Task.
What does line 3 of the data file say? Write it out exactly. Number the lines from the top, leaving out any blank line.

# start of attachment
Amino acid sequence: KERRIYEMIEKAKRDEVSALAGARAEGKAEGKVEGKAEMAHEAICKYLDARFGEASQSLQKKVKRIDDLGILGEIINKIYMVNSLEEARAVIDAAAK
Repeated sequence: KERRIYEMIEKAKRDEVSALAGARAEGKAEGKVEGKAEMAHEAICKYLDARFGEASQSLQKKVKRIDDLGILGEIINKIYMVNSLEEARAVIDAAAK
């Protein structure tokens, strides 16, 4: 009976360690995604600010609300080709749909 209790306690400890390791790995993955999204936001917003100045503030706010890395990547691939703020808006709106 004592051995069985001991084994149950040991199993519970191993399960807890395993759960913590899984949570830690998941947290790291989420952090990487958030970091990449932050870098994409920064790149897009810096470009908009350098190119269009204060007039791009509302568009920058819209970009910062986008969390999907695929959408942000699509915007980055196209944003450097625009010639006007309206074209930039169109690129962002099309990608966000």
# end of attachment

């Protein structure tokens, strides 16, 4: 009976360690995604600010609300080709749909 209790306690400890390791790995993955999204936001917003100045503030706010890395990547691939703020808006709106 004592051995069985001991084994149950040991199993519970191993399960807890395993759960913590899984949570830690998941947290790291989420952090990487958030970091990449932050870098994409920064790149897009810096470009908009350098190119269009204060007039791009509302568009920058819209970009910062986008969390999907695929959408942000699509915007980055196209944003450097625009010639006007309206074209930039169109690129962002099309990608966000």